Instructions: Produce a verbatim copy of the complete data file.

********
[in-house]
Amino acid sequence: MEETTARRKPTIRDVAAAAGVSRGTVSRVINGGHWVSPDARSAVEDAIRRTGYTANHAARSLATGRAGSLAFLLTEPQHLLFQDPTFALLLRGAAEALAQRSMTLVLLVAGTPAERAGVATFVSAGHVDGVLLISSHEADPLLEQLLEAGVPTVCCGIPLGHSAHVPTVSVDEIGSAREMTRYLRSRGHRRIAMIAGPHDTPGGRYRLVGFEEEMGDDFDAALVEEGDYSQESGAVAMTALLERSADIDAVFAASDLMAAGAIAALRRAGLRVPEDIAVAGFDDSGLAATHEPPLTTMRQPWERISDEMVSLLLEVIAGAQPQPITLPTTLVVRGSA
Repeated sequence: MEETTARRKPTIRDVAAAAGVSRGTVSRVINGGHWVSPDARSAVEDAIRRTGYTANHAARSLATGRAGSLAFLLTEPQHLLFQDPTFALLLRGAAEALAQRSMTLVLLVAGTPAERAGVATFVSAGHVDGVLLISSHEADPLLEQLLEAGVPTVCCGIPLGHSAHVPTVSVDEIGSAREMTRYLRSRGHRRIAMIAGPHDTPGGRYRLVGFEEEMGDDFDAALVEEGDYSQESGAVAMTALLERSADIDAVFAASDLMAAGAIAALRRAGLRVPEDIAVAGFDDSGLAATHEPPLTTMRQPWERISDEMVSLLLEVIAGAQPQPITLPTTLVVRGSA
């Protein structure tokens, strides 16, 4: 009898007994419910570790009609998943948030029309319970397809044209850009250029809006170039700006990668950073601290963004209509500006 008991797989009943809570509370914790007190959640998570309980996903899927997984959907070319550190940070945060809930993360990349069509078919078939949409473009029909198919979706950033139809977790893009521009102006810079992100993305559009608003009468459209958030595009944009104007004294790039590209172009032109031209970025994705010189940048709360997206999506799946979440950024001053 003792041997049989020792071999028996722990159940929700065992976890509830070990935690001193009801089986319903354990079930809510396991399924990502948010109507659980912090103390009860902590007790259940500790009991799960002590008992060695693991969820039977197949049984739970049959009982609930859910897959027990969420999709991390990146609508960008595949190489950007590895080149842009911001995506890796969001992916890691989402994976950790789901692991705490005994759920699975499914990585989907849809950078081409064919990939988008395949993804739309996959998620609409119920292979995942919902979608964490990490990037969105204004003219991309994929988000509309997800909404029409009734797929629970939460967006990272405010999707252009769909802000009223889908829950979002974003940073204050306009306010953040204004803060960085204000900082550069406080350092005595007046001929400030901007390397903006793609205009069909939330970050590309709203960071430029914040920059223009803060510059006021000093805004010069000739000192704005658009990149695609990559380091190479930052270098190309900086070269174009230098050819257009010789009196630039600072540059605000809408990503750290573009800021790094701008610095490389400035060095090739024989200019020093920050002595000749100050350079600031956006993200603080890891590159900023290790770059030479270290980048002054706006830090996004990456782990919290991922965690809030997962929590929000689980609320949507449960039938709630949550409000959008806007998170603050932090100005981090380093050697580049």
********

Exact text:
[in-house]
Amino acid sequence: MEETTARRKPTIRDVAAAAGVSRGTVSRVINGGHWVSPDARSAVEDAIRRTGYTANHAARSLATGRAGSLAFLLTEPQHLLFQDPTFALLLRGAAEALAQRSMTLVLLVAGTPAERAGVATFVSAGHVDGVLLISSHEADPLLEQLLEAGVPTVCCGIPLGHSAHVPTVSVDEIGSAREMTRYLRSRGHRRIAMIAGPHDTPGGRYRLVGFEEEMGDDFDAALVEEGDYSQESGAVAMTALLERSADIDAVFAASDLMAAGAIAALRRAGLRVPEDIAVAGFDDSGLAATHEPPLTTMRQPWERISDEMVSLLLEVIAGAQPQPITLPTTLVVRGSA
Repeated sequence: MEETTARRKPTIRDVAAAAGVSRGTVSRVINGGHWVSPDARSAVEDAIRRTGYTANHAARSLATGRAGSLAFLLTEPQHLLFQDPTFALLLRGAAEALAQRSMTLVLLVAGTPAERAGVATFVSAGHVDGVLLISSHEADPLLEQLLEAGVPTVCCGIPLGHSAHVPTVSVDEIGSAREMTRYLRSRGHRRIAMIAGPHDTPGGRYRLVGFEEEMGDDFDAALVEEGDYSQESGAVAMTALLERSADIDAVFAASDLMAAGAIAALRRAGLRVPEDIAVAGFDDSGLAATHEPPLTTMRQPWERISDEMVSLLLEVIAGAQPQPITLPTTLVVRGSA
């Protein structure tokens, strides 16, 4: 009898007994419910570790009609998943948030029309319970397809044209850009250029809006170039700006990668950073601290963004209509500006 008991797989009943809570509370914790007190959640998570309980996903899927997984959907070319550190940070945060809930993360990349069509078919078939949409473009029909198919979706950033139809977790893009521009102006810079992100993305559009608003009468459209958030595009944009104007004294790039590209172009032109031209970025994705010189940048709360997206999506799946979440950024001053 003792041997049989020792071999028996722990159940929700065992976890509830070990935690001193009801089986319903354990079930809510396991399924990502948010109507659980912090103390009860902590007790259940500790009991799960002590008992060695693991969820039977197949049984739970049959009982609930859910897959027990969420999709991390990146609508960008595949190489950007590895080149842009911001995506890796969001992916890691989402994976950790789901692991705490005994759920699975499914990585989907849809950078081409064919990939988008395949993804739309996959998620609409119920292979995942919902979608964490990490990037969105204004003219991309994929988000509309997800909404029409009734797929629970939460967006990272405010999707252009769909802000009223889908829950979002974003940073204050306009306010953040204004803060960085204000900082550069406080350092005595007046001929400030901007390397903006793609205009069909939330970050590309709203960071430029914040920059223009803060510059006021000093805004010069000739000192704005658009990149695609990559380091190479930052270098190309900086070269174009230098050819257009010789009196630039600072540059605000809408990503750290573009800021790094701008610095490389400035060095090739024989200019020093920050002595000749100050350079600031956006993200603080890891590159900023290790770059030479270290980048002054706006830090996004990456782990919290991922965690809030997962929590929000689980609320949507449960039938709630949550409000959008806007998170603050932090100005981090380093050697580049």